In Chapter 4 of Just Mercy, what are Bryan Stevenson's views regarding death penalty laws and the changes made by the supreme court in 1989?

Expert Answers

An illustration of the letter 'A' in a speech bubbles

Bryan Stevenson’s mission is to challenge racial and economic bias in the U.S. justice system, and his clients are people on death row, people of color who have been marginalized in society, victimized by the system, and convicted of crimes they didn’t commit. Stevenson sees what the public does not see and has little awareness of—a criminal justice system that is badly broken—and he struggles to show mercy to his clients in a system that amounts to nothing short of institutionalized racism. It persecutes people of color and and puts many innocent people to death.

In 1989, the Supreme Court ruled that people who commit crimes at the age sixteen or seventeen are not exempt from the death penalty. Based on Stevenson’s experience, the majority of these young people are poor people and African Americans. In chapter four of Just Mercy, Stevenson witnesses an execution for the first time—the execution of a young client and Vietnam veteran who was innocent of the crime he would die for. What struck me about chapter four was Stevenson’s awareness of the prison authorities. He recognized the hypocrisy of their actions as they offered to give the dying man anything he wanted to make his last day on Earth better. Stevenson told NPR that he will never forget his client telling him that

"more people have said, 'What can I do to help you?' in the last 14 hours of my life than ever did in the first 19 years of my life."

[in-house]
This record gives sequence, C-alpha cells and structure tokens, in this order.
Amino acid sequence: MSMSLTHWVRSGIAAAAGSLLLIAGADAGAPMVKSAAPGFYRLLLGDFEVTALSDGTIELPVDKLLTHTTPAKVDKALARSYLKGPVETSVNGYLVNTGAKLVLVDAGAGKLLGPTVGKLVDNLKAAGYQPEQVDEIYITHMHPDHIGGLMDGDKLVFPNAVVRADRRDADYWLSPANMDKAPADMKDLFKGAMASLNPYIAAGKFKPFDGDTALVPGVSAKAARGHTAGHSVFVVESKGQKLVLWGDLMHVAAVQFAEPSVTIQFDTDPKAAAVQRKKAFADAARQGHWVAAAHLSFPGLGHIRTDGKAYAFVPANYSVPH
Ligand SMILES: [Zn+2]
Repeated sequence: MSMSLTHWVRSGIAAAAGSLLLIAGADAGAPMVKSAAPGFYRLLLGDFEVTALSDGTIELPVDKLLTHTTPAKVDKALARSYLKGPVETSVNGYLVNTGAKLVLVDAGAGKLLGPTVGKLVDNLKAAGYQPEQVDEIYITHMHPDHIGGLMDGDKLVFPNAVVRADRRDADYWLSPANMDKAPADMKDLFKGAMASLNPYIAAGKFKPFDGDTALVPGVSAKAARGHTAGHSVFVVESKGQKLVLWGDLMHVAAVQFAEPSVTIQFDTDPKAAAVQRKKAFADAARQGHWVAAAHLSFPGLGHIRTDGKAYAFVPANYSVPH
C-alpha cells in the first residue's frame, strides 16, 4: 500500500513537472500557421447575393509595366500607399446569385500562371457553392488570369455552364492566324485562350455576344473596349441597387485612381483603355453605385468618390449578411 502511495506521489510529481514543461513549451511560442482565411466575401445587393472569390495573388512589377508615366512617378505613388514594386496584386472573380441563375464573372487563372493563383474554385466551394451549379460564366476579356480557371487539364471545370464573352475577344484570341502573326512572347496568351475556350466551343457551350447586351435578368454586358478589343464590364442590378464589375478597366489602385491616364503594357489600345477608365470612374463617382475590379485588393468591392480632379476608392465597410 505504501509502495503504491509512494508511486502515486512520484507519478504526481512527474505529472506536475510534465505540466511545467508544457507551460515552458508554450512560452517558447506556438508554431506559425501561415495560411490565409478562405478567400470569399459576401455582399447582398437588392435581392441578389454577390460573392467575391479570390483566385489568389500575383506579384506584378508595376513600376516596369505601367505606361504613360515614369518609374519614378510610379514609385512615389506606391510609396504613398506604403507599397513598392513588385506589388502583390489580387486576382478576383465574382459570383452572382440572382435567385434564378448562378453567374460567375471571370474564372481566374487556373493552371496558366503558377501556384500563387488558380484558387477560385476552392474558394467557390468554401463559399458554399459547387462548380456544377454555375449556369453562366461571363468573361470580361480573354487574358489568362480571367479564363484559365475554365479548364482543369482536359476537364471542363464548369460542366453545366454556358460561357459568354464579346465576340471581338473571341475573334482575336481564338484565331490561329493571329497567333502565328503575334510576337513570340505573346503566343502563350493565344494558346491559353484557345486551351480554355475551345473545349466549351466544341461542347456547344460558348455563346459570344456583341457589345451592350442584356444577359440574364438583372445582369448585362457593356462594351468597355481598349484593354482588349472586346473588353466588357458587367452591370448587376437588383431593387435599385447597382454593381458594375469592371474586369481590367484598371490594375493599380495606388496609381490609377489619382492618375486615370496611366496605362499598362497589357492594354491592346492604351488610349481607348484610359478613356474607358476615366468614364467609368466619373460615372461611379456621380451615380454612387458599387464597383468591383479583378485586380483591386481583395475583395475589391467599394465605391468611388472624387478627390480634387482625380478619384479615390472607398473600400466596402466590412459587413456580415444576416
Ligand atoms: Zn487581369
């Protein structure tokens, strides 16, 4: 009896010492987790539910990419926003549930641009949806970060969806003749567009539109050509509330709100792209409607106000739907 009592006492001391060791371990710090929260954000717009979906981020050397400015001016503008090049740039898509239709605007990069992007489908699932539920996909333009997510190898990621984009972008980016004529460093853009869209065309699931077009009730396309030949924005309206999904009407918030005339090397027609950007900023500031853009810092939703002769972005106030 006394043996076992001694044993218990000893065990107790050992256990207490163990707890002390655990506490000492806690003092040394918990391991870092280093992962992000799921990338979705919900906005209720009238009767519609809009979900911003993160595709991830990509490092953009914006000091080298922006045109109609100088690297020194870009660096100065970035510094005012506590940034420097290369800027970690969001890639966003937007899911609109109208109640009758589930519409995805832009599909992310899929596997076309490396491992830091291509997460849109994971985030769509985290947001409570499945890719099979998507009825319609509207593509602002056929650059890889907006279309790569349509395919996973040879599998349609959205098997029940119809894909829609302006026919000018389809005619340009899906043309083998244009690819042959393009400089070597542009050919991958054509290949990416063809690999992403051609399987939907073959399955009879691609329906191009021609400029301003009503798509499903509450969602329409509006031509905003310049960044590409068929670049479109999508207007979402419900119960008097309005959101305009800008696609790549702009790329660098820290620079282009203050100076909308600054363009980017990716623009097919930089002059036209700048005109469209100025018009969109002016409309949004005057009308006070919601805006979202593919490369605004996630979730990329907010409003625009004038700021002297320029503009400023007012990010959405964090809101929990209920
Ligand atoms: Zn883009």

Steven recognized that throughout this young man’s life, people in a position of authority did nothing to make his life better at all.

Stevenson believes that the problem lies in the way society as a whole condones the subjugation of people of color and supports a system of justice that keeps them marginalized and oppressed. Stevenson’s objection to the death penalty comes from his inside knowledge of the personal dynamics that characterize the victim/persecutor relationship. His objection to the death penalty stems from its unfairness, and from a larger sense of historical unfairness—a reality that shook him to the core as he witnessed the death of an innocent victim at the hands of the people responsible for his oppression. In an interview with Oprah, Stevenson claimed that abolishing the death penalty would “liberate us from some of the worst parts of our history." He states that

“You can’t be in counties and communities where people have been lynched and threatened and menaced and terrorized, and then have a person of color taken to death row.”

Seeing the execution of an innocent man made it more crucial for Stevenson to fight the system and to make people aware of the injustice that is inherent in the death penalty and that prevents it from serving justice at all.

Approved by eNotes Editorial Team

We’ll help your grades soar

Start your 48-hour free trial and unlock all the summaries, Q&A, and analyses you need to get better grades now.

  • 30,000+ book summaries
  • 20% study tools discount
  • Ad-free content
  • PDF downloads
  • 300,000+ answers
  • 5-star customer support
Start your 48-Hour Free Trial